The following is from his book Living a Prayerful Life:

The Enemy uses all his power to lead the Christian – and above all, the minister – to neglect prayer. Satan knows that however admirable the sermon may be, however attractive the service, however faithful the pastoral visitation, none of these things can damage him or his kingdom if prayer is neglected. – Andrew Murray (p. 28)

I’m not going to lie – I don’t pray like I should. What a waste! What a sin!

I have preached some pretty good sermons and tried to do all the pastoral stuff, but how much more effective could I have been had I spent more time on my knees and less time at a desk?

What if I spent more time talking with Jesus than talking about Him?After all, the whole reason the disciples called for the selecting of deacons was so that they might first give themselves “continually to prayer…” (Acts 6:4).

Preachers, before you worry anymore about your outline for Sunday, your clever illustrations, or your Power Point, spend some more time prostrate before the throne. If we neglect earnest prayer, we’ll have no power, so what’s the point?

Battles may be lost on our feet, but they are won on our knees.

One finger pointing, three back at me.

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Filed under book review, Christian Living, Christian Maturity, Prayer, Preaching

Easter 2020 at Bethlehem Baptist (COVID-19 edition)

If you didn’t get a chance to attend a Resurrection Sunday (Easter) service this morning, we made a video just for you!

I would love to hear from you after you watch and participate in worship – yes, we want you to worship with us!

Christ is risen!

 

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Observations From a Middle-Georgia Pastorate: Silencing the Ignorance

My Mistake

Let me start by saying that I was one of the ones who early on thought this whole coronavirus thing was nothing more than an overblown media gimmick. And, honestly, who could blame me? Since when have you been able to trust the main-stream media’s hyperbole?

Seriously, when you look at the raw numbers, flu is still killing way more people than this virus. Yet, I guess the real question is how many people would have died if measure had not been made to limit the spread? It’s really anyone’s guess.

But I’m not here to argue about the killing ability of COVID-19. I want to discuss how the responses are affecting our ability to worship.

10 Or Less

I can’t speak for every state and every town, but from what I have been seeing, most state and local governments have made it illegal for people to meet in groups any more than 10. There are some places that make it less than that. But, for the most part, it’s limited to 10 . . . and six feet apart.

Yet, what some are trying to say is that the government has no right to impose this restriction on houses of worship. They claim that what is going on is an attack on our First Amendment rights of free speech, religious liberty, and the right to assemble. But is it, really? I don’t think so.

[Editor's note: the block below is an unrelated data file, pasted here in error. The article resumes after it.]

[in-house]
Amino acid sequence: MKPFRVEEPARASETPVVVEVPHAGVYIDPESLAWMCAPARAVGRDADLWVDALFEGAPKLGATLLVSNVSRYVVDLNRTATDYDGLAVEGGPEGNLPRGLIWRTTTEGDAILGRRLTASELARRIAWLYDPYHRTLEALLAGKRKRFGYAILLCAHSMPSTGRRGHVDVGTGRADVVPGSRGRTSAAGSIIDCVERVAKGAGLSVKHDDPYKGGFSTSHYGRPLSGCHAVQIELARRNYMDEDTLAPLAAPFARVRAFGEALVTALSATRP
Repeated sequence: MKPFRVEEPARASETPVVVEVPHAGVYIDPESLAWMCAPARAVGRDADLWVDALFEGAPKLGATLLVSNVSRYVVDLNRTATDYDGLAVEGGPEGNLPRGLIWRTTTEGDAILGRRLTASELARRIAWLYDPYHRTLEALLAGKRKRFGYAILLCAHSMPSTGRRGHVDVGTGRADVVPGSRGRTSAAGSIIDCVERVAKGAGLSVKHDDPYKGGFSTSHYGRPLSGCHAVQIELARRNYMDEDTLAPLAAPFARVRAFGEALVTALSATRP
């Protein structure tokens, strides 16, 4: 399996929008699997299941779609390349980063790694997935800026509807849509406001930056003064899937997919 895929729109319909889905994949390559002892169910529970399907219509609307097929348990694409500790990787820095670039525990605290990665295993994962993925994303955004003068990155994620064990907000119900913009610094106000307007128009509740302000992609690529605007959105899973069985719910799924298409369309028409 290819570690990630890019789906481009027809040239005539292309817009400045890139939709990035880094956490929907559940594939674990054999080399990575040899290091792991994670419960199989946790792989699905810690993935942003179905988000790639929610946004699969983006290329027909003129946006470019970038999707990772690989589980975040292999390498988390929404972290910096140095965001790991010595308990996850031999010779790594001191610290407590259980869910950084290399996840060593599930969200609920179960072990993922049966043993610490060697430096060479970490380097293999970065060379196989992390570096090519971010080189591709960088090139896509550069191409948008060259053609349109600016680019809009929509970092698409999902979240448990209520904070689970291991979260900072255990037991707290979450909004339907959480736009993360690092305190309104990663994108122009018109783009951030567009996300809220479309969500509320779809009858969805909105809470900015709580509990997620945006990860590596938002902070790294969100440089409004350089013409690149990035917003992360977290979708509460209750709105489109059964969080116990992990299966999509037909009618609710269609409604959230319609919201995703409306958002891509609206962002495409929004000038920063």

Look, if our state and local governments were placing more restrictions on churches than other places, then I would be the first to yell “Foul!” However, how can we say that Christians are being targeted when weddings, funerals, birthday parties, ball games, bingo, dance parties, school – you name it – are expected to abide by the same limitations?

It’s not discrimination if everyone is treated equally.

Fundamental Right

Yet, there are pastors being arrested in their homes. Churches are being threatened with permanent closure. And, we know there are government leaders out there who would like nothing more than to shutter every church in the country. “Social distancing” has become their favorite weapon.

I thank God that here in Georgia we have a God-fearing governor. Gov. Brian Kemp has been very transparent with the purpose for his mandates and has made it abundantly clear that he in no way wants to hinder or infringe upon the people’s right to worship. It’s just that there’s a deadly virus going around right now, and it doesn’t care who it affects, pagan or saint. So, for right now, everyone, not just church people, are going to have to limit their exposure to other people and “shelter at home.”

The whole reason I’m writing this is because there are some church folk, some pastors, who are saying things like: “The government can’t tell us we can’t have church!” They are screaming in protest, claiming the government has no right to impinge on our fundamental right to “forsake not the assembly.”

However, we must also remember that government has a biblical, God-given responsibility, too!

“Let everyone submit to the governing authorities, since there is no authority except from God, and the authorities that exist are instituted by God. So then, the one who resists the authority is opposing God’s command, and those who oppose it will bring judgment on themselves. For rulers are not a terror to good conduct, but to bad. Do you want to be unafraid of the authority? Do what is good, and you will have its approval. For it is God’s servant for your good. But if you do wrong, be afraid, because it does not carry the sword for no reason. For it is God’s servant, an avenger that brings wrath on the one who does wrong.” – Romans 13:1-4 CSB

“Submit to every human authority because of the Lord, whether to the emperor as the supreme authority or to governors as those sent out by him to punish those who do what is evil and to praise those who do what is good. For it is God’s will that you silence the ignorance of foolish people by doing good.” – 1 Peter 2:13-15 CSB

So, now is a time when we need to remember each one of us has a role to play. As for government leaders, as long as they are about doing good and ensuring the safety of our citizens, as long as they don’t demand we violate any direct command from God or our consciences, then we need to obey the best we can … to “silence the ignorance of foolish people by doing good.”

Now, when the government gets too big for its britches and starts singling out places of worship (like China is doing), then we’ll have a reason to do more than stream our singing and preaching.

In the meantime, we are reaching more people now than ever before! I’m not complaining about that!

Myself and Dr. David Self (Washington Baptist Association) discussing Proverbs LIVE on Wednesday night.